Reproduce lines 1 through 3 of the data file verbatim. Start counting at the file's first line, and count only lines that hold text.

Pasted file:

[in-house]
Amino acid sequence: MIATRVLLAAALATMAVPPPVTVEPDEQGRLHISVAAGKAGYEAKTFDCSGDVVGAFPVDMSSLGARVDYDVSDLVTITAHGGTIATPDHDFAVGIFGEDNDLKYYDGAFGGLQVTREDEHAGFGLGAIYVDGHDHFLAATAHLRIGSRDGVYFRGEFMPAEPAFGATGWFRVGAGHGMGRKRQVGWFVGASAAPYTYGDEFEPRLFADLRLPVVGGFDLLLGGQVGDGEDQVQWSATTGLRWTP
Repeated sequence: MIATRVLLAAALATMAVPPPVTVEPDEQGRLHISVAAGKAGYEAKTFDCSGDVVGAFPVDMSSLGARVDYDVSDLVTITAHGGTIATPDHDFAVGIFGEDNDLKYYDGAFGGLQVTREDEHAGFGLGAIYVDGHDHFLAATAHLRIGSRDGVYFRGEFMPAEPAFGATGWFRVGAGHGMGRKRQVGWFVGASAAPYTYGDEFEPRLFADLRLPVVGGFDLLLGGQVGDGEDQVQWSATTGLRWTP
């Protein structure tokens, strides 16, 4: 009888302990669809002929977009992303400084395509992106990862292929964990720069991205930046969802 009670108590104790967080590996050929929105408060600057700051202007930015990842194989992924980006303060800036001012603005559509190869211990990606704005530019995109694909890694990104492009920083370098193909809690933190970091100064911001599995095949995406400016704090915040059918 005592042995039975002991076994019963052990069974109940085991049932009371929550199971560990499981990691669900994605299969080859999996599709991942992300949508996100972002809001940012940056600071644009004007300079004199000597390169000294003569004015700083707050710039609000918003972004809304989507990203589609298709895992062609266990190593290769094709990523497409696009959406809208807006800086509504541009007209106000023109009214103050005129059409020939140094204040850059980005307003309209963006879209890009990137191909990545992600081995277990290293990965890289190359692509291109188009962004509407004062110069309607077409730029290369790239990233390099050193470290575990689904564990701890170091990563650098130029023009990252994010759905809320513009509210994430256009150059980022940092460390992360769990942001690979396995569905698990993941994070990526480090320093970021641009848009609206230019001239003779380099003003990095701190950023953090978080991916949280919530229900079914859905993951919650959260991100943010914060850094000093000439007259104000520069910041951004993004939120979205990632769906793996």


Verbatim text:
[in-house]
Amino acid sequence: MIATRVLLAAALATMAVPPPVTVEPDEQGRLHISVAAGKAGYEAKTFDCSGDVVGAFPVDMSSLGARVDYDVSDLVTITAHGGTIATPDHDFAVGIFGEDNDLKYYDGAFGGLQVTREDEHAGFGLGAIYVDGHDHFLAATAHLRIGSRDGVYFRGEFMPAEPAFGATGWFRVGAGHGMGRKRQVGWFVGASAAPYTYGDEFEPRLFADLRLPVVGGFDLLLGGQVGDGEDQVQWSATTGLRWTP
Repeated sequence: MIATRVLLAAALATMAVPPPVTVEPDEQGRLHISVAAGKAGYEAKTFDCSGDVVGAFPVDMSSLGARVDYDVSDLVTITAHGGTIATPDHDFAVGIFGEDNDLKYYDGAFGGLQVTREDEHAGFGLGAIYVDGHDHFLAATAHLRIGSRDGVYFRGEFMPAEPAFGATGWFRVGAGHGMGRKRQVGWFVGASAAPYTYGDEFEPRLFADLRLPVVGGFDLLLGGQVGDGEDQVQWSATTGLRWTP